Zach LaVine’s seventh season with the Chicago Bulls is looking like his last, and it probably won’t be a full one. After years of rumors suggesting his team was less than fully committed to him, and certainly interested in listening to trade offers, LaVine and the Bulls agreed to a five-year, $215 million contract in the summer of 2022. It was a matter of business, not preference: LaVine was a two-time All-Star and an efficient volume scorer, making him roughly one of the best fifty players in the NBA, all of whom have the negotiating power to get equivalent money somewhere in the league—and neither side, in this case, had an immediate path to participate in that ecosystem of talent exchange without one another.

It’s not exactly clear that LaVine and the Bulls don’t, in some suboptimal sense, still need each other. What is crystally evident, though, is that their desire to work together, never terribly strong, has eroded into the bone of their player/organization relationship. This Tuesday, it was reported that LaVine is now all but formally requesting a trade, meeting his team’s frequent overtures around the sport to turn him into something else. Later in the day, he was on television with his agent Rich Paul, both sporting Klutch Sports Group t-shirts in Chicago as they took in a premiere NCAA contest. When caught by the camera, LaVine smiled in a way that Chicago has not yet seen this season.

LaVine is having a bad year. At 41 percent from the field and 31 percent from three, he is well below his career averages of 46 and 38; and if you know anything about LaVine, you know that without efficient scoring, you’re certainly not getting much else. He has not been a meaningful playmaker, decision maker, or defender, despite his tremendous physical talents. Teams around the NBA know this as well as Bulls fans do, which is why the large bounty Chicago has sought for their unsatisfactory star player has not materialized. It won’t now, either.

LaVine trade scenarios are decidedly finite because of the largesse of his salary, which will cost some team through the Spring of 2027. The salary cap will jump, but $40 million will remain a chunky percentage of anyone’s spending capacity. Acquiring him is no trial balloon affair, and will require serious belief in, and commitment to, his abilities from now until his 32nd birthday. One common perception about this circumstance, which I submit again in this column, is that such devotion is wise only if he is paired with the proper teammate. Namely, an A1 superstar whose status as a primary ball handler and floor general is both complementary to LaVine and so entrenched that he wouldn’t question it. LeBron James comes to mind, not least of all because of his shared agent and LaVine’s unhidden desire to be a Laker—he wears No. 8 on his jersey for a reason.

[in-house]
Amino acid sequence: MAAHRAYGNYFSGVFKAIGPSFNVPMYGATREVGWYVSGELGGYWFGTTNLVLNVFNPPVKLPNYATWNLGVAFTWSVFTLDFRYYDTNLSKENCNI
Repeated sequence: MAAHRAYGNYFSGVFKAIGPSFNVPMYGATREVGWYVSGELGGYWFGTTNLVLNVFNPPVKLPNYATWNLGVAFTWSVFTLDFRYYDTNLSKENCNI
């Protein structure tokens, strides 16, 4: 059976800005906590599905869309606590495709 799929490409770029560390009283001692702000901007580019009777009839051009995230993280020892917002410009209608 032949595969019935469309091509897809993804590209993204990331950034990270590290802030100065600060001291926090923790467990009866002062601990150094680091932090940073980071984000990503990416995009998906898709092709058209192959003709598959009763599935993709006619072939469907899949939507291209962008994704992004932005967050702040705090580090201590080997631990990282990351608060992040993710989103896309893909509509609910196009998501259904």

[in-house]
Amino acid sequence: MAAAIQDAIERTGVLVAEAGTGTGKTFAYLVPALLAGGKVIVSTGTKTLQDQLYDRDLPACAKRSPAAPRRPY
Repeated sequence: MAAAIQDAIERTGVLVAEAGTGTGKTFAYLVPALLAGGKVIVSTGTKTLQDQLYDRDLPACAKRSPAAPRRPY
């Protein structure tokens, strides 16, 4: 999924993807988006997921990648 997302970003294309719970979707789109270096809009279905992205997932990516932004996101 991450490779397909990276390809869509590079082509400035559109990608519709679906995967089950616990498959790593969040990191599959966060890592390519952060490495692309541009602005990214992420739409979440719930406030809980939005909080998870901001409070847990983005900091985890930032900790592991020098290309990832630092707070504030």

James is on a short list of figures large enough for LaVine to make himself subjugate to them. Otherwise, any team that brings him in might suffer, as Chicago has, from his anxiety about his stature in the basketball world. This destructive insecurity has been visible to Bulls fans in manifold ways, but most of all about one year ago when he struggled to start the season after getting knee surgery the previous summer, while tacitly denying that these expected difficulties were occurring. After being benched during a 1-for-14 shooting performance in a loss to the Orlando Magic, he objected to coach Billy Donovan’s decision during post-game media availability, contending that “you play a guy like me down the stretch.”

His relationship with the team, already lukewarm in many ways, has been even more tenuous since. Donovan didn't experience similar drama or accusations of disrespect from the much larger stars he coached before: Kevin Durant, Russell Westbrook, Paul George, Chris Paul, Carmelo Anthony. And the Bulls front office is committed to their coach, who they've extended into long-term job security. Concerns about LaVine's happiness in Chicago have increasingly swirled, his fit with DeMar DeRozan and Nikolas Vucevic looking progressively crappy.

All three, in variously passive aggressive ways, have suggested with both words and body language that the offense should be more oriented around their skill sets. And here we see the most telltale mark of mediocrity: ego battles without success—arguing over a slice of pie instead of seeking out the whole thing, squabbling over a street corner without ever walking around the block. The Bulls might have no route to championship glory or anything like it, but they can free themselves from such provincial, lifeless bickering.